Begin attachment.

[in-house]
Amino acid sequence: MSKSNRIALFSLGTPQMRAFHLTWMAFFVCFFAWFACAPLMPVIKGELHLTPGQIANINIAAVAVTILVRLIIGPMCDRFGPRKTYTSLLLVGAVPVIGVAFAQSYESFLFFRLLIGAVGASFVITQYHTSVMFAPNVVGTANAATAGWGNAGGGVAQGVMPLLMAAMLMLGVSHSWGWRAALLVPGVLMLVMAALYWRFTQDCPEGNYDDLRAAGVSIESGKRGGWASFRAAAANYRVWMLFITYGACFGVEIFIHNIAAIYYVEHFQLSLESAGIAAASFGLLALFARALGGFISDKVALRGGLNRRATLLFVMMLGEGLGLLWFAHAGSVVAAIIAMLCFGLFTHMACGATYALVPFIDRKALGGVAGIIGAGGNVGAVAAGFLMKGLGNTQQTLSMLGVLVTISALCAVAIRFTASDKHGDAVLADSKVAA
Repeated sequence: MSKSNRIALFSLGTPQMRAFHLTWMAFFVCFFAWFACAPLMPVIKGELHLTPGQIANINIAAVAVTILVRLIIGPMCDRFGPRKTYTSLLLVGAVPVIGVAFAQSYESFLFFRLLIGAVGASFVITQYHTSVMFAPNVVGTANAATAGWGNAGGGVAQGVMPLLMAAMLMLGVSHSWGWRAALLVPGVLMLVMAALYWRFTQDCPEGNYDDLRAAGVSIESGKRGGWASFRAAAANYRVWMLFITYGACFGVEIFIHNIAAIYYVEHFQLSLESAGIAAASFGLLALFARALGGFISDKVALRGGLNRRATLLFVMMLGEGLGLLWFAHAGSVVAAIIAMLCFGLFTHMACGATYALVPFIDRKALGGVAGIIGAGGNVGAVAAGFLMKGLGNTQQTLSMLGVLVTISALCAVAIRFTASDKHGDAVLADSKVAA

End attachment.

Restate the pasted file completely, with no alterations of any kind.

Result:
[in-house]
Amino acid sequence: MSKSNRIALFSLGTPQMRAFHLTWMAFFVCFFAWFACAPLMPVIKGELHLTPGQIANINIAAVAVTILVRLIIGPMCDRFGPRKTYTSLLLVGAVPVIGVAFAQSYESFLFFRLLIGAVGASFVITQYHTSVMFAPNVVGTANAATAGWGNAGGGVAQGVMPLLMAAMLMLGVSHSWGWRAALLVPGVLMLVMAALYWRFTQDCPEGNYDDLRAAGVSIESGKRGGWASFRAAAANYRVWMLFITYGACFGVEIFIHNIAAIYYVEHFQLSLESAGIAAASFGLLALFARALGGFISDKVALRGGLNRRATLLFVMMLGEGLGLLWFAHAGSVVAAIIAMLCFGLFTHMACGATYALVPFIDRKALGGVAGIIGAGGNVGAVAAGFLMKGLGNTQQTLSMLGVLVTISALCAVAIRFTASDKHGDAVLADSKVAA
Repeated sequence: MSKSNRIALFSLGTPQMRAFHLTWMAFFVCFFAWFACAPLMPVIKGELHLTPGQIANINIAAVAVTILVRLIIGPMCDRFGPRKTYTSLLLVGAVPVIGVAFAQSYESFLFFRLLIGAVGASFVITQYHTSVMFAPNVVGTANAATAGWGNAGGGVAQGVMPLLMAAMLMLGVSHSWGWRAALLVPGVLMLVMAALYWRFTQDCPEGNYDDLRAAGVSIESGKRGGWASFRAAAANYRVWMLFITYGACFGVEIFIHNIAAIYYVEHFQLSLESAGIAAASFGLLALFARALGGFISDKVALRGGLNRRATLLFVMMLGEGLGLLWFAHAGSVVAAIIAMLCFGLFTHMACGATYALVPFIDRKALGGVAGIIGAGGNVGAVAAGFLMKGLGNTQQTLSMLGVLVTISALCAVAIRFTASDKHGDAVLADSKVAA